Pride (?) of Ownership

I have once again ventured into the land of Personal Training (receiving end). This is the third time and I hope it works like a charm, as the first one I worked with 4 years ago seemed disinterested (possibly a reflection of my attitude of “I’m paying you so my work is done here”), the second one found all the things I didn’t like and increased them in proportion (I hate kettle bells).

Up until now my ventures into physical activity consisted of the following process:

  1. I need to lose weight.
  2. I don’t make time for the gym.
  3. Unless I have paid for an event.
  4. If I’m going to pay for an event it should be a “big” thing.
  5. Which event has enough credibility and pressure?
    1. Half Marathon
    2. 200 mile bike ride
  6. Register for event.
  7. Feel pumped about event.
  8. Figure training schedule for event.
  9. Skip some days but don’t worry I’ll make it up.
  10. Train in earnest.
  11. Injure myself during training because I didn’t ramp properly.
  12. Ignore or marginalize injury because I’m in denial.
  13. Do event. Maybe whine a lot. Maybe get a little irrational.
  14. Injure myself during event and/or exacerbate injury from training.
  15. Go to Physical Therapy. Go Directly to Physical Therapy.
  16. Have PT person:
    1. Shake head
    2. Remind me of the last time We Were Together, Ask if I’ve Been Doing My Exercises
    3. Hand me New Exercises
    4. Graduate me 2-3 months later
    5. We both know we’ll see each other again.
  17. Celebrate my newfound physical wellness by “taking a break”.
  18. Gain weight. Go back to #1.

The part of this cycle I’m trying to break is numbers 2, 9, 12, and 17.  Hence, Personal Trainer.

My Personal Trainer’s name is Dave. Dave is a former Marine Corps Drill Instructor and acts like it, which is good, but he’s also pretty cheerful at points and is sensitive to the random pains that come with arthritic knees. Dave managed to work me out so hard the first two days that I was actually sore in my armpits. Did you know you have muscles there? I did not… until they were sore. Or there was the time I coughed and my stomach muscles hurt…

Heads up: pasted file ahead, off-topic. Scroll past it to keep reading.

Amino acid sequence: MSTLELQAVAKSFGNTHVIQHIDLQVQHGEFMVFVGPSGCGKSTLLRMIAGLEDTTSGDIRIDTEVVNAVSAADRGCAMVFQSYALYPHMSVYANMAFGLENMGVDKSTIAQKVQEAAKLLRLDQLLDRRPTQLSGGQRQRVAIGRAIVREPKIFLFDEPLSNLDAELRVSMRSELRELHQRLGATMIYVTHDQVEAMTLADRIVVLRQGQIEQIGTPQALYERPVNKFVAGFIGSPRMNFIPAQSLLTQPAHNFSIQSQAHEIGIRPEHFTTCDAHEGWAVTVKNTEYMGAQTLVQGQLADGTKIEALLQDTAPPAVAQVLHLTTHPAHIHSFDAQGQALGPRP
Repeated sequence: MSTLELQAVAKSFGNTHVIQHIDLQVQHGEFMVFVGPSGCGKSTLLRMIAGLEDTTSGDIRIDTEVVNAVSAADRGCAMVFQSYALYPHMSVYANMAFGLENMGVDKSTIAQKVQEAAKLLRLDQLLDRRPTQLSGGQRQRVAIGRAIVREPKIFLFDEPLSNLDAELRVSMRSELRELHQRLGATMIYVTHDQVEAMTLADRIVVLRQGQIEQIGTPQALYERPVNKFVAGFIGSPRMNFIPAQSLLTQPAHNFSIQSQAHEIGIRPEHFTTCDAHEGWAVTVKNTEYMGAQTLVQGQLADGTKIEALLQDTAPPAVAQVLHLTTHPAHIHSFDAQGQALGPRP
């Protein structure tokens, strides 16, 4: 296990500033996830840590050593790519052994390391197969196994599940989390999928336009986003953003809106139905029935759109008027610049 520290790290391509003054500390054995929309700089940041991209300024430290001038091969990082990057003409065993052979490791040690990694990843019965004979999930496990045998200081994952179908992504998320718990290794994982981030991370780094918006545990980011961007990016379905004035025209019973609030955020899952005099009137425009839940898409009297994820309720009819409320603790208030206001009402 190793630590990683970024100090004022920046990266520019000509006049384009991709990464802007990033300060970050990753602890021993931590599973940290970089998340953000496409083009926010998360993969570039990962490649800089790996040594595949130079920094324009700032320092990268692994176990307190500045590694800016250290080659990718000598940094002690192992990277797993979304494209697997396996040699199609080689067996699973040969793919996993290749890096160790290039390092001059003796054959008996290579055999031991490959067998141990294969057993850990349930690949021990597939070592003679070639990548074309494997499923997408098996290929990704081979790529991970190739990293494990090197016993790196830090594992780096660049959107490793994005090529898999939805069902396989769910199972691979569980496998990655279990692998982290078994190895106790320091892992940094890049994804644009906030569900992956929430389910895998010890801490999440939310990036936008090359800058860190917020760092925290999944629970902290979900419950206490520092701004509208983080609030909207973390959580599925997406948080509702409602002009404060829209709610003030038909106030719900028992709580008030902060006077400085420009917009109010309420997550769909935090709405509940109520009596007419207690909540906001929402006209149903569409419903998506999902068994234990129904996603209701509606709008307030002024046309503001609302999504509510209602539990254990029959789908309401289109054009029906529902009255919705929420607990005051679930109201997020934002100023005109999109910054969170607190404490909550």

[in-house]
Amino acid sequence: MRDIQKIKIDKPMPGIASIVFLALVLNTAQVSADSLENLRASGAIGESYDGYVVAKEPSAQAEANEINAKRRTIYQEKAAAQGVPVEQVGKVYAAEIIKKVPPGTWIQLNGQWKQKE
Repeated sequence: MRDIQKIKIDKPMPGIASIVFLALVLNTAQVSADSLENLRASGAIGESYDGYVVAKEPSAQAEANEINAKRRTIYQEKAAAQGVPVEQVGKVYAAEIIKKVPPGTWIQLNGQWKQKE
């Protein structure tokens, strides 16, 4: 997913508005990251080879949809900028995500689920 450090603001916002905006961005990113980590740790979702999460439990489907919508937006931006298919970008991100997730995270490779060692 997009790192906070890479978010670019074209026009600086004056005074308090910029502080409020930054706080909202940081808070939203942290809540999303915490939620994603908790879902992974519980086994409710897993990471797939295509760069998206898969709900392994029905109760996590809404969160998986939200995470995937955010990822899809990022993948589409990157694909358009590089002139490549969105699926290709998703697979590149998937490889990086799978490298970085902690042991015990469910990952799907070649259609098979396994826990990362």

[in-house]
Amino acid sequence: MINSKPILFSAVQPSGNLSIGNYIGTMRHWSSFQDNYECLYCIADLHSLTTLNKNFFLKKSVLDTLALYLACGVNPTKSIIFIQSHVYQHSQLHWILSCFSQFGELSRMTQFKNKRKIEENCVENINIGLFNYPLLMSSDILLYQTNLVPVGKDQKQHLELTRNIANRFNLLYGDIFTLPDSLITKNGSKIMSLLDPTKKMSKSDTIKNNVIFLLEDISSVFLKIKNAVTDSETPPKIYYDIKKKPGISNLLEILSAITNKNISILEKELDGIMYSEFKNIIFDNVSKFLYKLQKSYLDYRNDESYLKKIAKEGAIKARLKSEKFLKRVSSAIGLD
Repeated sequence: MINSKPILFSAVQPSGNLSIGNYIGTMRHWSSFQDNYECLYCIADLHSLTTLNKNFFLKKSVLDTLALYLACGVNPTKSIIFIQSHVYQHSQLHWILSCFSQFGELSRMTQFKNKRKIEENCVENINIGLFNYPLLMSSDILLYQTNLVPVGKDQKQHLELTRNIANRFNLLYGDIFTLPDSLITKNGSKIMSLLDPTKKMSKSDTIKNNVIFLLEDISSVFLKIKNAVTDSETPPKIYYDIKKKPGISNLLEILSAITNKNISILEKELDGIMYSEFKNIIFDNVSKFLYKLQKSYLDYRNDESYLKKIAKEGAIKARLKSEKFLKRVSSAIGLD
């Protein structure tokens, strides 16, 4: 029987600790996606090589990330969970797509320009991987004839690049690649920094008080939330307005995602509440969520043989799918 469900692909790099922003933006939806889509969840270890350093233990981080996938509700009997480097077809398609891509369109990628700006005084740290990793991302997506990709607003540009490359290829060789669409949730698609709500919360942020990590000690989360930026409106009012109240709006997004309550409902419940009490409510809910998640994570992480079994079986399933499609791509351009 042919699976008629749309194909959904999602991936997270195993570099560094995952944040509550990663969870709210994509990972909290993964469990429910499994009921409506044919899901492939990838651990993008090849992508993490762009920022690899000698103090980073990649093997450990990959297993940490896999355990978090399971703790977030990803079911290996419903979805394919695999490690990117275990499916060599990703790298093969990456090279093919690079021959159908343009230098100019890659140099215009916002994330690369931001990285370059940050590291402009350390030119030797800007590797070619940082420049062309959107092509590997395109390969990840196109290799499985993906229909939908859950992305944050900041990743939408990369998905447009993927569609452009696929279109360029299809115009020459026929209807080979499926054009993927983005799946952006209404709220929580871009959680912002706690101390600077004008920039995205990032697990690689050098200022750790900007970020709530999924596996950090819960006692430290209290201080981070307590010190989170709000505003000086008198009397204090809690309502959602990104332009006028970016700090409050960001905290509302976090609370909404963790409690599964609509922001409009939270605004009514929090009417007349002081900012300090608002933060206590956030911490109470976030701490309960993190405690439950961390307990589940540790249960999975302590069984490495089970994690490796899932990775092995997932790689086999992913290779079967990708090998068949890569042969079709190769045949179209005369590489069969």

This process started about three weeks ago and it’s fairly predictable – while I’m using MyFitnessPal to log all of my food (for the most part honestly), I’m typically tracking more calories than I ought to have, and usually due to the end-of-day meal. I’m also (theoretically) increasing my muscle mass, and since muscle weighs more than fat, my weight hasn’t gone down materially. *

The part that I’m proud of though is that, for more than 21 days (23 as of yesterday) I have made it to the gym 6 days out of each week – at least 3 runs and at least 3 weight workouts. My knees have managed to make it through 32 minutes of running with one, 1-minute break; there’s only minimal swelling and it’s gone at end of day. I’ve also noticed if I don’t run or work out (e.g., that 7th day) I’m a bit of a princess crankypants. I am taking all of these as good signs and hoping the adage that “21 days  makes a habit” is true.

And I haven’t signed up for any events, thank you.

*Actually muscle does not weigh more than fat, any more than a pound of gold weighs more than a pound of feathers, because a pound is a pound is a pound. However, the DENSITY of muscle is higher than that of fat, so the VOLUME required to make 1 pound of muscle is smaller than the VOLUME required to make 1 pound of fat – which is how come the inches go away long before the scale registers anything.

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